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Mills renews COVID-19 travel restrictions for Massachusetts residents

As coronavirus cases skyrocket across the country, state adds Massachusetts to the list of states whose residents must quarantine before traveling to Maine.
Credit: AP

AUGUSTA, Maine — Maine Gov. Janet Mills on Friday reinstated travel restrictions for Massachusetts residents following a surge in COVID-19 cases there.

Effective Monday, travelers coming to Maine from Massachusetts must quarantine for 14 days or provide a recent negative COVID-19 test, although the state recommends travelers get tested prior to their arrival to protect the health and safety of Maine visitors.

The restriction also applies to Maine residents who return to Maine after visiting Massachusetts.

The Mills administration said in a release that after reviewing recent public health data in Massachusetts and other states including positivity rates and 14-day case rates, "Massachusetts demonstrated an alarming increase in prevalence of the virus with a positivity rate of 2.5 percent and 3,384 cases per million over the last fourteen days. By comparison, Maine, which is also seeing an increase in its positivity and case rates, recorded a positivity rate of 1.8 percent and 1,350 new cases per million, over the last fourteen days."

On Thursday, Massachusetts reported more than 26,000 estimated active cases, 2,500 newly reported cases and 21 newly reported deaths from COVID-19. The 7-day average positivity rate is 2.90%.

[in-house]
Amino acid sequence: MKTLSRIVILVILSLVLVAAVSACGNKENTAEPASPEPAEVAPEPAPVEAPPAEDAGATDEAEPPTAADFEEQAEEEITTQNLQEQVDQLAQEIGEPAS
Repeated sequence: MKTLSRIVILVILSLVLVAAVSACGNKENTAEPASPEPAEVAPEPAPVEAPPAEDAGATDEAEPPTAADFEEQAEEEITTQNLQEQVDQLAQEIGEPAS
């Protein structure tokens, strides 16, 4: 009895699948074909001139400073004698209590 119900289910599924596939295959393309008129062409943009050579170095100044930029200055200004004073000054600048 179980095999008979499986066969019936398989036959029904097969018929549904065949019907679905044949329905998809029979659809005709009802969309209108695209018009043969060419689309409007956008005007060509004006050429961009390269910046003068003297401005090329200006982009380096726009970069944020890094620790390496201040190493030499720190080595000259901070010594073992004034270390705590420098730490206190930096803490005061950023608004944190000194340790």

Massachusetts Gov. Charlie Baker this week characterized the rising number of cases as a surge, noting that cases in the state had increased since Labor Day by more than 300% and hospitalizations by nearly 200%, WBUR reported.

“Like most people in Maine, I am extremely concerned about the spread of this virus as we head into the holiday season when we customarily gather with friends and family, often in neighboring states,” Mills said in the release, "Some of our New England states, including Massachusetts, have demonstrated a concerning increase in the prevalence of the virus over the last two weeks. To preserve our ability to travel while protecting the health of our loved ones no matter where they live, visitors from Massachusetts and Maine people returning from Massachusetts must now test negative for COVID-19 or quarantine when coming to Maine. I recognize this will be an inconvenience for many, but it is in the interest of public health and can keep people, including our loved ones, healthy and safe this holiday season.”

Vermont and New Hampshire remain exempt from the 14-day quarantine or negative test requirement, although Mills "strongly recommends" visitors from the two states and Mainers returning from them be tested before they travel.

Vermont and New Hampshire became the first states to be exempt from Maine's restrictions in June, and Connecticut, New York, and New Jersey were added a month later, leaving Massachusetts and Rhode Island as the only New England states not exempt. 

In September, Mills lifted the restrictions on Massachusetts.

“As Maine strives to respond to widespread community spread everywhere in the state, this decision reduces the likelihood of one potential way the virus could be introduced,” Dr. Nirav D. Shah, director of the Maine Center for Disease Control and Prevention, said in the release. “Visitors from Massachusetts can quarantine or take advantage of expanded testing options to help limit potential transmission of the virus and help keep us all safer. And those of us in Maine can do our part by wearing face coverings, staying at least 6 feet apart, and avoiding gatherings. Before you open the door to leave your home, put on a mask and think hard about whether you really need to make that trip.”